First up, as an XBox One owner, the actual mechanism to record the video is clearly an after thought, where a bunch of brain-dead designers sat in a room and asked the question “Of all the console buttons we have, how should we make it the most annoying to record video or take a screenshot?”

For you non-owners of the 30% App Cut One, the answer is by double clicking the controller’s power button quickly, then quickly using the D-pad to select either video or screenshot.

In case you don’t understand why quickly was emphasized, the next time you play a game on any console and hit the controller’s start button and note what happens to the game. Better yet: the game pauses, as it should. Thus, if you don’t quickly make your options, your video consists of the gorram pause screen.

Moving onto the other asinine statement is the upload content provider we’re forced to deal with, and trust me when I say this, I’m not alone to say THE CONTENT PROVIDER FUCKING SUCKS.

That provider is Twitch, and the name should ring a bell to fellow Techdirt readers, because this is the same content provider who strips music from video uploads, because all that time you took to edit your finely produced and edited video (now that you can truncate the pause screen) is cut by Twitch.

In fact, the entire ability is clearly a “We hate the idea of gamers sharing” that people can’t even use their own music for their videos (though I could clearly see how this could be “abused”, despite the effect having the “Wow! Great song! Who made it?”).

I also enjoy Wil’s commentary about all things digital, but I also get the feeling behind his words is a flock of lawyers who guide him on what he can and should say.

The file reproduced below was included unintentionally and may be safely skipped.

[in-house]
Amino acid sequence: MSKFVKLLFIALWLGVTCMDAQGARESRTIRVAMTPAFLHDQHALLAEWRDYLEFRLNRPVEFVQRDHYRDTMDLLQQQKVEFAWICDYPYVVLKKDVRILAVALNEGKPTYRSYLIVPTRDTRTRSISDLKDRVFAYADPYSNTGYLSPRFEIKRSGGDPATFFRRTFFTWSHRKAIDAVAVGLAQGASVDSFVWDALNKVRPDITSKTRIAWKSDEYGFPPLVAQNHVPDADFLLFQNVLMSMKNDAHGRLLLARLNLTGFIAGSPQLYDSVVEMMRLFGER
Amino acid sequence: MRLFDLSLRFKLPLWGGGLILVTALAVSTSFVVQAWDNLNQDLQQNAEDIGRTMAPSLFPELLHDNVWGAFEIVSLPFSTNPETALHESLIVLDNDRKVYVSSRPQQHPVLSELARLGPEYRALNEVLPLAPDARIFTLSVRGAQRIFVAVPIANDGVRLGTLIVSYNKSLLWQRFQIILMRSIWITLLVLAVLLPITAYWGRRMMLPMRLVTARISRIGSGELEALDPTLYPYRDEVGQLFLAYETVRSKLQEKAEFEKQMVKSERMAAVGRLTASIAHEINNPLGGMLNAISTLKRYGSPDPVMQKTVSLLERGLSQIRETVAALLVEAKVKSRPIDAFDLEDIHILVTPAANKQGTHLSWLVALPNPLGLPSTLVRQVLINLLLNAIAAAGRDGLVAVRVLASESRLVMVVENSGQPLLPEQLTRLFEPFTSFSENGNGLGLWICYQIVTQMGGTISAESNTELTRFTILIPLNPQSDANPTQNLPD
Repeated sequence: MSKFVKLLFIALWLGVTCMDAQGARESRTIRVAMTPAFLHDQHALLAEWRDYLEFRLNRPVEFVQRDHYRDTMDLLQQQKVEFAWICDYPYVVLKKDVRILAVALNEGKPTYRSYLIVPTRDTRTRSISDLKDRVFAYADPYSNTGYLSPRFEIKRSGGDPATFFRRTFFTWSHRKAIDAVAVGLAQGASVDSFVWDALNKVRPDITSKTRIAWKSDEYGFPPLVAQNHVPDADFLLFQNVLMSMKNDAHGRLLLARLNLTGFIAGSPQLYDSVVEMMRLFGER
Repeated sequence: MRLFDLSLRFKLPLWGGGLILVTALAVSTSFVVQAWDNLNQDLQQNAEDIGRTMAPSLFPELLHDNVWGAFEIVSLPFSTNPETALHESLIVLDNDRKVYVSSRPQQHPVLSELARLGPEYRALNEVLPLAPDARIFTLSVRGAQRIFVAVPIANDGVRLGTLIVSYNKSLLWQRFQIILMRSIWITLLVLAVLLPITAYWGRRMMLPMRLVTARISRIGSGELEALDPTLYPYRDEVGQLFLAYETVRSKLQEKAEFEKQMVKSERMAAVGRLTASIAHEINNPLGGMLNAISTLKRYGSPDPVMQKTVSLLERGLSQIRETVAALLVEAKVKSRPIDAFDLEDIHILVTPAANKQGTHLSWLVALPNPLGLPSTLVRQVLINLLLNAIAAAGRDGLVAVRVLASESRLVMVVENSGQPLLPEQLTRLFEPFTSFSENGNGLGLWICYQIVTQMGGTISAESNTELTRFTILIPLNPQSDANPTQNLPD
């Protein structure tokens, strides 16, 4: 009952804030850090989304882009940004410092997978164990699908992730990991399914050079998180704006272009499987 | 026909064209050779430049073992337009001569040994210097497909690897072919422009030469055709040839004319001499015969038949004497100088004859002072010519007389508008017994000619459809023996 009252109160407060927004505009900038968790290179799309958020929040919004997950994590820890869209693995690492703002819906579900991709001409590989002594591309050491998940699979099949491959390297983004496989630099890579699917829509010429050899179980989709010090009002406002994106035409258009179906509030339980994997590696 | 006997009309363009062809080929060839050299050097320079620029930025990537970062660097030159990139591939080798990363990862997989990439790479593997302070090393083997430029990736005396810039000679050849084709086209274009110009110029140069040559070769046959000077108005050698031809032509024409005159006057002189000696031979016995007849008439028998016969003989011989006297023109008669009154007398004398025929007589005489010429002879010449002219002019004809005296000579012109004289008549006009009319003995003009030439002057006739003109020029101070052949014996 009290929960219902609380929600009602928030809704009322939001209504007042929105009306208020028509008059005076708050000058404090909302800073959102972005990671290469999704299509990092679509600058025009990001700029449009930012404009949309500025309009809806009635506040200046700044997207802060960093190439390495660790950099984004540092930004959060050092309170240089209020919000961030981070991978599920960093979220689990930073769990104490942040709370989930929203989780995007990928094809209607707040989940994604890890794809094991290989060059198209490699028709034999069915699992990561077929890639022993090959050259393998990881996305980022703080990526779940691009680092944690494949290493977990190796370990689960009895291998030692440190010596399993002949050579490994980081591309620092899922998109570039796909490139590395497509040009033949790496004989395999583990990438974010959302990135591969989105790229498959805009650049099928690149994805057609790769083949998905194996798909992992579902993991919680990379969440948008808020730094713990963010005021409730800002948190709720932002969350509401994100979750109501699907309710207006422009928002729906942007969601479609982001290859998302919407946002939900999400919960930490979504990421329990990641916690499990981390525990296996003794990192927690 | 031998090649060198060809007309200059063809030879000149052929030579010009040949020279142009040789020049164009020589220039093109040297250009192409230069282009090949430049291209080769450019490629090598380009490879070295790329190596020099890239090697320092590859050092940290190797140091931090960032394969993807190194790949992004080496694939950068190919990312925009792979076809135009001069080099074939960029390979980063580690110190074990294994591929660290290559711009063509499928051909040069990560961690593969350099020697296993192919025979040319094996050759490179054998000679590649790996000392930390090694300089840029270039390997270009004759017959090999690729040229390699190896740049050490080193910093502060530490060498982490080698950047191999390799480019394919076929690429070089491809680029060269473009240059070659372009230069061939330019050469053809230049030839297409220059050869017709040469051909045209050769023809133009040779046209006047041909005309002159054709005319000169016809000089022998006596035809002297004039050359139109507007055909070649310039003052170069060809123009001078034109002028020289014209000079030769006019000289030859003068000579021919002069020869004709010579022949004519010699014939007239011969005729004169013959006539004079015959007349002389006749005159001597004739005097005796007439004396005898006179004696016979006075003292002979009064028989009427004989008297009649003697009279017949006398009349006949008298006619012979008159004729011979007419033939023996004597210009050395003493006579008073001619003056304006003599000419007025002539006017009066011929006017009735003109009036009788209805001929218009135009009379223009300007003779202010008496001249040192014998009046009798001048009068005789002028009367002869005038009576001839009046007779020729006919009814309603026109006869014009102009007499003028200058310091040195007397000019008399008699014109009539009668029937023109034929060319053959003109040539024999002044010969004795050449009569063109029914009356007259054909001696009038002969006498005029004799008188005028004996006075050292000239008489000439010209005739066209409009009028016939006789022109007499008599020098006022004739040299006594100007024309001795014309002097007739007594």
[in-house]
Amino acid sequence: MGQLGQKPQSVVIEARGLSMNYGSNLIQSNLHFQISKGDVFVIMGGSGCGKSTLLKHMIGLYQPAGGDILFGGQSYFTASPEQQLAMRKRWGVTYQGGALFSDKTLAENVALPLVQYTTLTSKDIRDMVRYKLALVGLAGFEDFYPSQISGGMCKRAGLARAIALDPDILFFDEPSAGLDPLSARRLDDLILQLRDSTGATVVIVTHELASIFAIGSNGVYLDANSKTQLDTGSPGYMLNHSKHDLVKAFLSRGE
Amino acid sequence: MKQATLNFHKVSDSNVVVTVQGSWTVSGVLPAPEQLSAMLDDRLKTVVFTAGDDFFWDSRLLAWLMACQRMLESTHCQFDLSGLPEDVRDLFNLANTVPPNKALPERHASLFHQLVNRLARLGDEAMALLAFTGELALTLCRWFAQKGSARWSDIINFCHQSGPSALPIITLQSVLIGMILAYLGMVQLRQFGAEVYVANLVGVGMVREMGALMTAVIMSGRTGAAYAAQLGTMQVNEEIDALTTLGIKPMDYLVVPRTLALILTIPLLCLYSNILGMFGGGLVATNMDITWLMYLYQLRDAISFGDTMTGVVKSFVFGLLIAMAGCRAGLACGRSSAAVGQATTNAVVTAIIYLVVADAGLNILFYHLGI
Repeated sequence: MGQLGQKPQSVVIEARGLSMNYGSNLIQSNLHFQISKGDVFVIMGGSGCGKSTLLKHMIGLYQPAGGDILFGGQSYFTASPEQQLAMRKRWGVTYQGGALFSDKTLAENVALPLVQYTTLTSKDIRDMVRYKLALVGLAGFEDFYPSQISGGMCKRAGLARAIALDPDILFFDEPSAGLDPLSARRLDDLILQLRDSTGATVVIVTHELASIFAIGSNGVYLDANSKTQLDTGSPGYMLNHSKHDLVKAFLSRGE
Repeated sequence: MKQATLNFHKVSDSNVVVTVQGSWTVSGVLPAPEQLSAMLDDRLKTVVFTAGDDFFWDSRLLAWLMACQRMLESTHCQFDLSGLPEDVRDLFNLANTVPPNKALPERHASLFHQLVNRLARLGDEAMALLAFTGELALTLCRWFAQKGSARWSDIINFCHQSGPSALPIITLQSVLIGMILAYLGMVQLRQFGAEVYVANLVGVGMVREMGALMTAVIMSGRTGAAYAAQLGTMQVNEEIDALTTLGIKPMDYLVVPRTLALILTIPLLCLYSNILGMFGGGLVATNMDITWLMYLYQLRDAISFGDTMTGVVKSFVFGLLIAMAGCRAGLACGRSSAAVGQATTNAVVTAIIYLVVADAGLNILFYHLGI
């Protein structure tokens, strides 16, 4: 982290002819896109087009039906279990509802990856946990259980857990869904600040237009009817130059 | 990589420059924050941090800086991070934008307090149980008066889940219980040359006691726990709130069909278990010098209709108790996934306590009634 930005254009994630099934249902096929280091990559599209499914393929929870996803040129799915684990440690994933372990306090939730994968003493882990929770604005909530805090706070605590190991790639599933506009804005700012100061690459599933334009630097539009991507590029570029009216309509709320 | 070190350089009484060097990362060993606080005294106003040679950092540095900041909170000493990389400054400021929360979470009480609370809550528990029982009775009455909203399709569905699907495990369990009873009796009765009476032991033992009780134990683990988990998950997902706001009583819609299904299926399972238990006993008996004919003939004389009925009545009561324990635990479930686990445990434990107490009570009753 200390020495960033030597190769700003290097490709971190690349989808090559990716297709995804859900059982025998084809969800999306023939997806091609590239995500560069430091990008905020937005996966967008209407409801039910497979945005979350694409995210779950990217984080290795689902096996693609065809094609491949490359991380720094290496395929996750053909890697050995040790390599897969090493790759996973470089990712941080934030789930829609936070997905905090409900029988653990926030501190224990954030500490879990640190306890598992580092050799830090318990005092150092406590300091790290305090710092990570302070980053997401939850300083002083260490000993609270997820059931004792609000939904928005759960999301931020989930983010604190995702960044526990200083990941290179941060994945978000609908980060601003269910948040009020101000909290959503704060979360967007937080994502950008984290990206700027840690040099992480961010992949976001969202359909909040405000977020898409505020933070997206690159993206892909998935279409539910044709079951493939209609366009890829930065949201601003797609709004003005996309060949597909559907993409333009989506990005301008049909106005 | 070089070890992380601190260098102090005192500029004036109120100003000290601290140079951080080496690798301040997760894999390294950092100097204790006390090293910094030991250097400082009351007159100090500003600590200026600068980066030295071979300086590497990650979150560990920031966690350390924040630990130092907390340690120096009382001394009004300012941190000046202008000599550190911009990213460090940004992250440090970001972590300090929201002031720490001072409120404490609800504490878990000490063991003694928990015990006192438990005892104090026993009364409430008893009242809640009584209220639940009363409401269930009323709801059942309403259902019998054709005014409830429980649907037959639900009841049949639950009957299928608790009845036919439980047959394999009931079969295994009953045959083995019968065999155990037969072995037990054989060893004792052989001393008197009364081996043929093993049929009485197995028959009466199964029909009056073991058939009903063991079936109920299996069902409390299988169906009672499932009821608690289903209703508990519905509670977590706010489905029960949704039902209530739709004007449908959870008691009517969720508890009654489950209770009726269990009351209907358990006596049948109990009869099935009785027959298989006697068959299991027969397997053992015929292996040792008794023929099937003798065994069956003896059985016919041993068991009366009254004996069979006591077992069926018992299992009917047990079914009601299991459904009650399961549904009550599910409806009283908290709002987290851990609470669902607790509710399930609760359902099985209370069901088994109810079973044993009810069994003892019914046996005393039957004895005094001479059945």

Because you can bet your ass one day, someone will see Wil playing a board game and take the video down.

If this never happens, the next obvious remark would be “How much did you get paid for this cleverly disguised advertising”?

That’s the bullshit world we live in, and despite Techdirt’s repeated articles of how it’s clearly getting worse, Wil’s practices are now an instructional video on what NOT to do, especially on a media that can reach billions around the world.

Because lawyers still exist.

PaulT (profile) says:

Re: Re:

“both designed specifically with ways for gamers to record gameplay and share those recordings.”

“the actual mechanism to record the video is clearly an after thought”

He didn’t say designed well, just that it was a feature designed into the console. They redesign their console GUI completely every couple of years anyway, but incompetency in designing user interactivity doesn’t make the fact that the feature is there any less true.

Ditto the content provider. Just because you don’t like the platform that Microsoft signed an exclusive contract with, that doesn’t mean that the sharing is not designed as part of the console’s feature set.

Violynne (profile) says:

Re: Re: Re:

Except, people tend to forget: this was NOT a feature when the XBox One launched.

And for the record, it does matter if the feature is well-implemented because if it sucks, then most people won’t use the feature (and I’m one of them).

It’s just very frustrating when these companies all push for “social interaction” but then make it damn near impossible to do it.

Worse: when they don’t even give you a choice of service to use.